This is bound to become the most critical issue in humankind’s history until now, and probably also from now on ― to be taken seriously. Not thinking about it is like driving blindfolded on a highway.
If you have read my book The Journey Towards Compassionate A.I., you know much of what’s in this text. Nevertheless ― no harm in some concise repetition while I expose the reasoning from another angle. The why of this text is more about causes than reasons.
Humanly used terminology
Terms like intelligence, free will, consciousness, and Compassion can be used to denote concepts that are only applicable to humans. This is a straightforward way to ascertain that no other creature will attain any of these. [With due respect to large octopi’s intelligence, one may change ‘human’ into ‘organic.’] An A.I. will never be humanly intelligent nor conscious since, to be humanly, it needs to be human ― obviously, at the surface level.
Yet, with an additional twist, this by itself becomes more interesting. An A.I. system will principally never be humanly intelligent because of the intractable complexity of human intelligence. The latter is just too complex. Therefore, a system’s intelligence will always be an approximation to human intelligence.
For the same reason, there will probably never be an upload of human intelligence to some server. This, too, will always be an approximation.
Abstractly used terminology
The above list of terms can also be used to denote more abstract concepts. That is a straightforward way to ascertain that super-A.I. will attain them all ― soon enough. It just depends on the choice of concepts.
In this case, it’s interesting to take a comprehensive view and see where our human realizations of these abstract concepts may differ from others. Are we the absolute pinnacle or just some point in a multi-featured landscape?
Or are we humans the only creatures who can ever be intelligent/conscious because of an esoteric conflation of the human and the abstract? This idea of human exceptionality seems the result of a dangerously neurotic case of Eigenangst, the unwillingness to look deep inside oneself. In this respect, we certainly need Compassionate A.I.
With a lot of information (data in context) and much internal integration, any system gradually starts looking like what one may call intelligent.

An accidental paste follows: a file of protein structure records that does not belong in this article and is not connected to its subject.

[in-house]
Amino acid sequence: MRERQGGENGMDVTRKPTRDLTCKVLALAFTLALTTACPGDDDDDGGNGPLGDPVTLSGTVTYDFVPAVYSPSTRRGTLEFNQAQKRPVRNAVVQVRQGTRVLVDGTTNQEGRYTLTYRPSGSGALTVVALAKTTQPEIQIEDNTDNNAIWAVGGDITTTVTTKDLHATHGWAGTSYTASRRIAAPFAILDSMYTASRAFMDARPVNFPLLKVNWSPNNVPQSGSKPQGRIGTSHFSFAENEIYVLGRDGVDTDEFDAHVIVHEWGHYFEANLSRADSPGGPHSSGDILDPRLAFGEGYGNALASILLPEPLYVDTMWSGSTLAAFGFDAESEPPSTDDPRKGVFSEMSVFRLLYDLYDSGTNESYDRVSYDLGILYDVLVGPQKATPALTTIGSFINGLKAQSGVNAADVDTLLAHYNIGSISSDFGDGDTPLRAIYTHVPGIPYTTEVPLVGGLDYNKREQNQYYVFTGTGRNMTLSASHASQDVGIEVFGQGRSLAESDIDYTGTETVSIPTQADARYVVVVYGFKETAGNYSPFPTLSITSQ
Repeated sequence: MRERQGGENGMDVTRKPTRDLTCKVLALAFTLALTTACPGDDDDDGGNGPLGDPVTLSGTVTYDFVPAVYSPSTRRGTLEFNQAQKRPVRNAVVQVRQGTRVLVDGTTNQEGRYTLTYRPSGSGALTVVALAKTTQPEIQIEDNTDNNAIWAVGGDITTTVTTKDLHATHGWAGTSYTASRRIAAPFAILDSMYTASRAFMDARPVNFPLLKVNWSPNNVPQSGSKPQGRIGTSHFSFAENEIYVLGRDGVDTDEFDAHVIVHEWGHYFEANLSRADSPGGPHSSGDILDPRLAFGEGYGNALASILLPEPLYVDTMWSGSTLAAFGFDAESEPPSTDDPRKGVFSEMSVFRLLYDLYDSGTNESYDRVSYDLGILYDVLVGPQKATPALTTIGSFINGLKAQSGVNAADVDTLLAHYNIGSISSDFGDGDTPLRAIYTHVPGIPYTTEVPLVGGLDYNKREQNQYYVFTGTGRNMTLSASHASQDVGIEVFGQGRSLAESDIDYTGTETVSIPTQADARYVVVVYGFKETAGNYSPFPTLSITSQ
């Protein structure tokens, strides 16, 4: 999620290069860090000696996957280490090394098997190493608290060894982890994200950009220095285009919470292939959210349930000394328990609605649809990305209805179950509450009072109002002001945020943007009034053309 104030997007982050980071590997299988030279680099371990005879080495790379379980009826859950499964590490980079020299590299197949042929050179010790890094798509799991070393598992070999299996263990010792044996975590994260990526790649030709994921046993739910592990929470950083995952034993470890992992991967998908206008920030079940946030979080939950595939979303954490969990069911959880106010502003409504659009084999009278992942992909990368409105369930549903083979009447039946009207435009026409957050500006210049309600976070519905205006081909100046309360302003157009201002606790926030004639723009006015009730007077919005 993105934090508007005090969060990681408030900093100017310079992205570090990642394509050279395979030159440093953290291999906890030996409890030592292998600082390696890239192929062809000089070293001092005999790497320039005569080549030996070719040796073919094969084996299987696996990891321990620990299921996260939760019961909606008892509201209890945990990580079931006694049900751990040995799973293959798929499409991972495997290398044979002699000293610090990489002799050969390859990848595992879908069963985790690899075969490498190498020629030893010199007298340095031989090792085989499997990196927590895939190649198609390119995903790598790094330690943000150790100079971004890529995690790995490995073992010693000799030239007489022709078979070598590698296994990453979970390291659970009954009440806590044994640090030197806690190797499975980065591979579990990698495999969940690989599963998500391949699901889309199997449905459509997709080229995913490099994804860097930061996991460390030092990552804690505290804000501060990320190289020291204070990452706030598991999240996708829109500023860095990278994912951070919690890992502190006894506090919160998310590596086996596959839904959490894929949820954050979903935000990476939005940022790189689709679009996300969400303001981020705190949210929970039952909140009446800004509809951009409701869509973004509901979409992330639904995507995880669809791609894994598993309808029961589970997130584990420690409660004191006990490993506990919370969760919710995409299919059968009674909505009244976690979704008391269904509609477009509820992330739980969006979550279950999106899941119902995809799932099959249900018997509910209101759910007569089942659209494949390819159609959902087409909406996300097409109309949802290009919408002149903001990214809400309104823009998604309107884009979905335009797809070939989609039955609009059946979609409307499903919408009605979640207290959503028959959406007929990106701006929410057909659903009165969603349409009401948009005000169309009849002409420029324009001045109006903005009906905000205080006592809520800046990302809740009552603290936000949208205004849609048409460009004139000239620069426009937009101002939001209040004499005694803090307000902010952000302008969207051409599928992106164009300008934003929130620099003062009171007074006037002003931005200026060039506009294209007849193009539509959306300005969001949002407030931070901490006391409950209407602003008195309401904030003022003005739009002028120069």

According to some, this is enough to make it conscious ― called the ‘Information Integration Theory of consciousness.’ In that sense, humans are supposed to be conscious because we are intelligent. Given the above, this is a conflation of humanly and abstractly used terminology, making us exceptional because we are, well, exceptional, aren’t we?
Sure we are exceptional, not because of our intelligence but our human intelligence.
According to some, autonomy is equal to free will ― of course, depending on the degrees of freedom. An autonomous weapon hardly shows free will, having autonomy only in searching or even somehow choosing its target within constraints.
Consider making the constraints wider (relaxing them) and providing the system with more features in which to act autonomously. Does that lead to free will?
Again, the human case brings intractable complexity. No system will attain humanly complex free will ― without which we humans also do not have what we would call consciousness.
Information Integration + autonomy
Lots of both ― then, here we are. What is the fundamental difference between this synthesis and a reasonably abstract concept of consciousness? How do we abstractly (not humanly) rebuke such a creature when it says, “I feel conscious?”
It is perfectly conceivable to design an A.I. that goes in this direction. With eyes wide closed, many organizations are already striving to precisely attain this. The advantages are immense and immediate in many ways, as well as the dangers of seeing ‘them’ reaching before ‘us’ many essential advantages in economic or even military competition.
Invisible dangers (closed eyes) are not going to stop decision-takers.
That is why A.I. must be Compassionate.